Expert Insight: Guest Contribution

By Chandradeep Bandyopadhyay,
Principal Consultant


Date: November 15, 2009

2-Part Expert Insight Series on Warehouse Management: Part 1, Cost Sinks or Profit Sources?


Measuring Operations and Costs is Key to Rediscover the Warehouse as a Profit Source

It is said that behind the functioning of every cost center lies the silent aspiration of making profits someday. However, this is a simplistic statement when applied to the role of warehouses within an organization, for every business may not consider its warehouse to be a profit center in the accounting sense. Even so, warehouses can be designed to work as a source of profit.

Let us see how a warehouse can be converted from a cost sink into a profit center. While some organizations look at warehouses as the lowest point in the supply chain, for most B2C chains, warehouses are where one end of the supply chain starts. It’s like a double spiral galaxy – one arm leads from the manufacturer to the warehouse that sits at the center, and the other reaches out from the center to the end consumer. 

Any organization dealing in the commerce of physical goods quotes its inventory as an asset on its balance sheet. Inventory is held in warehouses, the running cost of which shows up as an expense. Thus, improved efficiencies in the warehouse, coupled with a better inventory view, have a direct impact on the company’s financial performance – improved efficiencies lead to lower costs for holding and handling inventory and allow faster turnaround of orders.

The key to rediscovering warehouses as sources of profit is to measure their operations and costs, and then tie the efficiencies directly to enhance the value accruing to the business. Warehouse performance can be broken down to multiple measures, a few of which are:

Dock-to-Stock time


The faster it’s in stock, the faster it can be sold. This directly affects the availability of the merchandise for sale. While organizations do take orders against purchase orders, the likelihood of taking an order when the merchandise is in the warehouse and ready to ship is higher than when it is expected at some future date. As soon as the inventory is in stock, it can be waved, and the moment the inventory is out the door, the sale can be registered on the books.

Stock-to-Dock time


The faster inventory is moved to pack/ship stations, the faster orders go out of the door. Further, the faster orders leave the warehouse, the faster organizations can optimize on shipping methods to save costs, or, better still, get orders to customers faster than promised, thus, improving customer satisfaction and earning goodwill.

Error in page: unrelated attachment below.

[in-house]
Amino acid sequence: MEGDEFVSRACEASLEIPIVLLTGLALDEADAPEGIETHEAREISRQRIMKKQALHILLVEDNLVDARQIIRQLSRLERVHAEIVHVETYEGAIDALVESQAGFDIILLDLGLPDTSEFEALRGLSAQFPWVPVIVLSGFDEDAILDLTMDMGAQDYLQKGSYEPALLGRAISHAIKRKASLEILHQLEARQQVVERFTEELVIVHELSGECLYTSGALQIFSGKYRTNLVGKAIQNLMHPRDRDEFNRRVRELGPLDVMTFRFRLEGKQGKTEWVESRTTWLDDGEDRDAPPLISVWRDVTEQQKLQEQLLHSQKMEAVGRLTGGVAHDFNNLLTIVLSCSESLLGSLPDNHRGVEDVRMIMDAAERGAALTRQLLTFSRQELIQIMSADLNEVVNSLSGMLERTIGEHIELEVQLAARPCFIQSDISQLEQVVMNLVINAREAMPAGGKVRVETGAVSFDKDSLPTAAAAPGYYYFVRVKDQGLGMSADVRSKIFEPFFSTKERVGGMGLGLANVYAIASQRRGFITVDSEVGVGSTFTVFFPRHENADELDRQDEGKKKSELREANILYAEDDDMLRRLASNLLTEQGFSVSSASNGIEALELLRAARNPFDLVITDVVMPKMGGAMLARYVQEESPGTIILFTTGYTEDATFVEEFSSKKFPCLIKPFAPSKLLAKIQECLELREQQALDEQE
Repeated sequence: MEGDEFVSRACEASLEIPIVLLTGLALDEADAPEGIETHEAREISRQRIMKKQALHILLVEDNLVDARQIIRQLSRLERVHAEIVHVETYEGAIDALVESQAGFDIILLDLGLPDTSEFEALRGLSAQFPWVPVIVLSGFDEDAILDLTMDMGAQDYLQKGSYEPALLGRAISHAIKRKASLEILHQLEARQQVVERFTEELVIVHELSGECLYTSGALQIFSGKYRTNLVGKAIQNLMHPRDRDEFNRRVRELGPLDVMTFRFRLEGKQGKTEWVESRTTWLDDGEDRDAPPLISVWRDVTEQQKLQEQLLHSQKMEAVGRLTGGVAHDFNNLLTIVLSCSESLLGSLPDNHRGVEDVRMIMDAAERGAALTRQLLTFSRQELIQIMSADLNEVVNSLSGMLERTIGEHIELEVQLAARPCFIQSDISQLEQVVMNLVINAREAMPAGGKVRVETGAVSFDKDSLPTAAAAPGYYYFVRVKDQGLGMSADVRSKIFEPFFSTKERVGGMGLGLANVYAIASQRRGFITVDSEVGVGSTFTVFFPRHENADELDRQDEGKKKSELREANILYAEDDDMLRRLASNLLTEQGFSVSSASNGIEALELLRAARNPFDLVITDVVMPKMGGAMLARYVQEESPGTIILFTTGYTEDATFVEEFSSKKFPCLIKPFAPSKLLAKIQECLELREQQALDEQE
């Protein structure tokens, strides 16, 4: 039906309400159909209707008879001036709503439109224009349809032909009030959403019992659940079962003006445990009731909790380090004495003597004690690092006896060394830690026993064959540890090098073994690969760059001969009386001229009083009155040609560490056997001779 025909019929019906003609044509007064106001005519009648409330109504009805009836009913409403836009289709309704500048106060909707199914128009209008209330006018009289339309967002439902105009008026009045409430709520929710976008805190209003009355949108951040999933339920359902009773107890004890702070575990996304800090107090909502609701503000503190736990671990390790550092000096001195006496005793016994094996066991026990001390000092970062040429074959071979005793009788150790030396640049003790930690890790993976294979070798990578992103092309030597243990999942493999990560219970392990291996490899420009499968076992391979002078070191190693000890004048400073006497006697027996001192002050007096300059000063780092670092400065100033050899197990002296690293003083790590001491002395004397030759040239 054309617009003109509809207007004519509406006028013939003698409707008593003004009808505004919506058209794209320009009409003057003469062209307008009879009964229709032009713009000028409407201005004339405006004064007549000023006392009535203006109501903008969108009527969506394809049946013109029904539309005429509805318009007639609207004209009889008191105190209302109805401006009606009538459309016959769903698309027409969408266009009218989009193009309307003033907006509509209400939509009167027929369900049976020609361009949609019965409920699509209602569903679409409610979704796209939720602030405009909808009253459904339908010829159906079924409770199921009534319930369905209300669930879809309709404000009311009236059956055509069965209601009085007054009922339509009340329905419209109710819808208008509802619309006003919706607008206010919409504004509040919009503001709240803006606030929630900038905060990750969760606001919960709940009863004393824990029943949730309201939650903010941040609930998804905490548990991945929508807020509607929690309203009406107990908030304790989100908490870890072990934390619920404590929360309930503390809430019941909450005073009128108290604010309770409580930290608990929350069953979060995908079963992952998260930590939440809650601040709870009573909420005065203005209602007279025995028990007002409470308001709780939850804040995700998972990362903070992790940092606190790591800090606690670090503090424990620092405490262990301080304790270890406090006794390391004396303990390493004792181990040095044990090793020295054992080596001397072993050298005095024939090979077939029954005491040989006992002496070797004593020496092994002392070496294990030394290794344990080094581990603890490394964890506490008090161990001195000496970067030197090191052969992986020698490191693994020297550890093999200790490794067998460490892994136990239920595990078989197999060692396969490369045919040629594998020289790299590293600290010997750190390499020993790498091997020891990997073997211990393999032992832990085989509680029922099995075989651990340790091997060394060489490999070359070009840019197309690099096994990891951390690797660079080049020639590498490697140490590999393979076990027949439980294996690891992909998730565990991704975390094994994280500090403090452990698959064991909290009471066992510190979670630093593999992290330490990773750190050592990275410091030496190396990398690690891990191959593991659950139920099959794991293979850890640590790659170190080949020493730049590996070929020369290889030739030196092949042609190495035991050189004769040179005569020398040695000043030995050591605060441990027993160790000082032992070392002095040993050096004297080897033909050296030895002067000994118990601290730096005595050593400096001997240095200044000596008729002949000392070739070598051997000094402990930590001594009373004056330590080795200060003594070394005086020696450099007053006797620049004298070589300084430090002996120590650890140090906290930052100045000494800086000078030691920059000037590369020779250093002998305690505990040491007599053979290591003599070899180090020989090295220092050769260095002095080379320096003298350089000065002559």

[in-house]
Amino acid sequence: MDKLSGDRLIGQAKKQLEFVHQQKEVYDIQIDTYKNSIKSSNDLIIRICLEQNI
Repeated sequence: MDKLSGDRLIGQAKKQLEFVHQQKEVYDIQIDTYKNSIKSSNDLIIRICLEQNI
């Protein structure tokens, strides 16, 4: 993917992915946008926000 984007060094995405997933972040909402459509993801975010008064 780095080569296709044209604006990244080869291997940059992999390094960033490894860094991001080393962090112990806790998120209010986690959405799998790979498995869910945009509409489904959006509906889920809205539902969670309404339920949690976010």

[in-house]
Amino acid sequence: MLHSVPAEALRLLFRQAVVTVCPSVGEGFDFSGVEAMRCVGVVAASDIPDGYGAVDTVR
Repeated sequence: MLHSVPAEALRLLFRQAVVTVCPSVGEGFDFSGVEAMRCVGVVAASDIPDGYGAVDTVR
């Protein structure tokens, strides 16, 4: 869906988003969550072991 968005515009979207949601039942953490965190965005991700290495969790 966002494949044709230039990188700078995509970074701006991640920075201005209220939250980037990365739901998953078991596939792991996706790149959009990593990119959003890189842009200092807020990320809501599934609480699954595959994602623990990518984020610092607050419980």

Rate of Short Picks


Physical inventory can get damaged, however, the short pick implies that the order hit the inventory before the cycle counter did! Mechanisms such as cycle counting on pick ensure that locations get counted irrespective of cycle count periods and any inventory problem is immediately reported. Placing such inventory on hold ensures that it’s no longer sold. This reduces customer disappointment with an order cancelled due to incorrect inventory.

Kitting Accuracy


The ability to provide value-added services is critical to warehouse performance. ‘Thanks for shopping with us’ notes on the pack slip and gift boxing are passé. The warehouse needs to be able to provide personalized services, which require a mix of the right information systems and equipment and a trained workforce.


System Performance


The Warehouse Management System (WMS) must enable a warehouse to directly contribute to the top line and bottom line.

So, how do warehouse management systems ensure that these metrics are improved in ways that impact the business value they are linked to? I like to call these features the powers with which a super WMS is endowed. Next time, we’ll talk about this super WMS.

Agree or disgree with with our guest contributor's perspective? What would you add? Let us know your thoughts for publication in the SCDigest newsletter Feedback section, and on the website. Upon request, comments will be posted with the respondent's name or company withheld.

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About the Author


Chandradeep Bandyopadhyay is a Principal Consultant at the Supply Chain Management practice of Infosys.

Chandradeep has led multiple implementation teams in the areas of direct-to-customer retail order management, inventory management and warehouse management. He has deep understanding of Sterling SCM packages, their project implementation lifecycle and program execution. He shares his thoughts on supply chain management at:


Bandyopadhyay Says:

‘Thanks for shopping with us’ notes on the pack slip and gift boxing are passé. The warehouse needs to be able to provide personalized services, which require a mix of the right information systems and equipment and a trained workforce.

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